Health

High blood sugar in covid-19 patients without diabetes can be deadly: Study

More bad news from the Covid-19 front. Now a new study says that Covid-19 can be fatal for patients who have high blood sugar levels, even if they do not have diabetes.

Friends, it is time for another Covid-19 alert. After the news that Covid-19 is airborne has gripped us, here’s another update that has shaken us: a study making a dangerous relationship between novel coronovirus infections and high blood sugar levels.

The study, published in the journal Diabetologia, Found that patients with coronavirus with high blood sugar levels without previous diagnosis of diabetes may have a higher risk of death and an increased risk of serious complications from infectious disease.

So, basically even if you don’t have diabetes – you may be at risk. If you get Covid-19 and your blood sugar level increases it can adversely affect your organs, especially if your immunity is not sufficiently affected.

No direct association with fasting blood sugar has yet been found
According to scientists, earlier studies, including those from Tongji Medical College in China, established high blood sugar in Covid-19 patients with an increased risk of mortality and poor outcomes.

However, he stated that the relationship between the hospital admission of Covid-19 patients and the fasting blood glucose (FBG) level without clinical outcomes-diabetes is not well established.

Diabetes and Covid
Do you know that Dalia is a great food for diabetics. Etiquette keeps sugar level in check. (Shutterstock)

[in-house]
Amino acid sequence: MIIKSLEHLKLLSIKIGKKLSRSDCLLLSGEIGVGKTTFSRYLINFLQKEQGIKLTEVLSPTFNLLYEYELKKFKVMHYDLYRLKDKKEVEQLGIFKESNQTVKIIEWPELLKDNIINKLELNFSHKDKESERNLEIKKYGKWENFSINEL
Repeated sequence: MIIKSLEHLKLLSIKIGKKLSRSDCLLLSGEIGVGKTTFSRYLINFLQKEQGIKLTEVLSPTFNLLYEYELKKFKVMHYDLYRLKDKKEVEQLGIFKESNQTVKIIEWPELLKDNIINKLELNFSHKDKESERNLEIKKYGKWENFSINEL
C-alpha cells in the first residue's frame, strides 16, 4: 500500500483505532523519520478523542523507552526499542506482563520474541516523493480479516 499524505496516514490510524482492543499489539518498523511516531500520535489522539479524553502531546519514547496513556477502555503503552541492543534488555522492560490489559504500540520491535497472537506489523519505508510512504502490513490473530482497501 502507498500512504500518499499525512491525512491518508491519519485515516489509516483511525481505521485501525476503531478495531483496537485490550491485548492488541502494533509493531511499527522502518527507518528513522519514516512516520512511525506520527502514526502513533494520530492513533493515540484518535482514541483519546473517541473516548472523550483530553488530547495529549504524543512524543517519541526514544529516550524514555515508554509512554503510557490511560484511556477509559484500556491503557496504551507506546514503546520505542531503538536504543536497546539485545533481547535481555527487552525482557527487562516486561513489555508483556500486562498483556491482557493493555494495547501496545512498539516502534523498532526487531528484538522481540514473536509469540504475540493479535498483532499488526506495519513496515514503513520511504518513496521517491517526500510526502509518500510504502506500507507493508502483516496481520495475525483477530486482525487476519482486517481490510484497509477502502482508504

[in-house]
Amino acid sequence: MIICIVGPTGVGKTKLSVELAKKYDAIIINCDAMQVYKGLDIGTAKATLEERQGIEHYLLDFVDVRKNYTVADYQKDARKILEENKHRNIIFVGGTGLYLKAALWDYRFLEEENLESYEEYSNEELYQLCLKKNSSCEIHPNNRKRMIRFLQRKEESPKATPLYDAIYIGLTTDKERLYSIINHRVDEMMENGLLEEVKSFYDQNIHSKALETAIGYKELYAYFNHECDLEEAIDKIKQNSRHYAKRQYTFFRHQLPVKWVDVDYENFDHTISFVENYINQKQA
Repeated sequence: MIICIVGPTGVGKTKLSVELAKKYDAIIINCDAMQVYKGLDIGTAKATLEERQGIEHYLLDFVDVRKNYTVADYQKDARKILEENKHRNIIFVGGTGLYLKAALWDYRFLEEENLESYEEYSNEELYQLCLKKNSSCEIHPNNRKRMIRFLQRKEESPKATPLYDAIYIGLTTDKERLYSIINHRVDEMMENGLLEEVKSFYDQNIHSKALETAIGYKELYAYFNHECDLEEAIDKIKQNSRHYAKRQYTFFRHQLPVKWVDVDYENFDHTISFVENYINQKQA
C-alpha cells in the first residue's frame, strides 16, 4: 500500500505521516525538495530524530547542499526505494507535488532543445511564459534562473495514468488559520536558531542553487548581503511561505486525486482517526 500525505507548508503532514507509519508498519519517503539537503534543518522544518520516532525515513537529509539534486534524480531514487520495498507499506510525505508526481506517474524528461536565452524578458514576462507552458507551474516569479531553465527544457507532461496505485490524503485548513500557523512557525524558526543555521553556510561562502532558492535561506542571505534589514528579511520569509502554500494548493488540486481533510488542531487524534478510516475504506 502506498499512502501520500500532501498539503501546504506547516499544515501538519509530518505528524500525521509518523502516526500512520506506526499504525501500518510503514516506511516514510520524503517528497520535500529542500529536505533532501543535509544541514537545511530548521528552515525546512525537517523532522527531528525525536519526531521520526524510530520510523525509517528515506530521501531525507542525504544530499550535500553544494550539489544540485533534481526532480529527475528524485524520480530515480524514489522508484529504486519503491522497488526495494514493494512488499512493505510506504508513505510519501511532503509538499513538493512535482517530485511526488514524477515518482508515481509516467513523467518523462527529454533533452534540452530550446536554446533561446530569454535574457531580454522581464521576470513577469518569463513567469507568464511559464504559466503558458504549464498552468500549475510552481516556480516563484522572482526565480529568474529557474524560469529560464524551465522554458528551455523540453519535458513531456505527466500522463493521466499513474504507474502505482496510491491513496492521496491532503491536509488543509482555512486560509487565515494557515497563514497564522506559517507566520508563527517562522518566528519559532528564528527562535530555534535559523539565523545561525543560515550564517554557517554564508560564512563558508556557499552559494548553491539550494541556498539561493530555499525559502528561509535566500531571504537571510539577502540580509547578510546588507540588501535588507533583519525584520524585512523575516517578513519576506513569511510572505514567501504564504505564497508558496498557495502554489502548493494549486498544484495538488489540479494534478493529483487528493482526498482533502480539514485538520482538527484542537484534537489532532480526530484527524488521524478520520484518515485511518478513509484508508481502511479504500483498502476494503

“Blood sugar testing and control should be recommended to all Covid-19 patients, even if they do not have pre-existing diabetes, as most Covid-19 patients have glucose metabolic disorders,” they wrote in the study.

The study observed four complications in patients
Researchers have found the severity of pneumonia in Covid-19 patients based on four indicators:

  1. Level of confusion
  2. Respiratory rate
  3. blood pressure
  4. Age

It should be noted that according to the study, the average age of the participants was 59 years.

A total of 208 individuals had one or more underlying conditions, but diabetes was not diagnosed, with scientists stating that high blood pressure was common comorbidity.

Researchers said that about a third of patients fall into the highest FBG category on admission, adding that type 2 diabetes would be diagnosed if found consistently.

Men are 75% more at risk
Yes, you read it right. Sadly, researchers have assumed that men were 75% more likely to die than women and that patients with higher scores of CRB65 were also at higher risk of death.

Scientists noted in the study, “This study shows that for the first time, increasing FBG at the time of admission is associated with 28-day mortality and the percentage of hospital complications in Covid-19 patients.” .

According to scientists, Covid-19 patients may suffer from high blood sugar brought on by other conditions.

He stated that acutely ill patients may develop acute insulin resistance, which is manifested by high levels of blood sugar and insulin levels.

Researchers wrote in the study, “Pain occurs in patients with abnormally high blood sugar tendencies due to diabetes-related conditions such as severe sepsis, systemic inflammatory response syndrome (SIRS), and traumatic brain injury.”

A silly result requires more data
According to the researchers, the data are not sufficient to study the effect of glucose-lowering treatments such as insulin on the outcome of patients.

Having said that, they believe that acute hyperglycemia is more important than long-term blood sugar control in predicting the clinical outcomes of hospitalized Covid-19 patients.

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The authors suggest that possible mechanisms for this increased death include glucose-induced changes in blood in blood clots, deterioration of blood vessel walls, and overproduction of inflammatory immune-system molecules.

Finally, they stated that measuring fasting blood sugar levels can help assess prognosis and help improve overall outcomes in coronovirus treatment.

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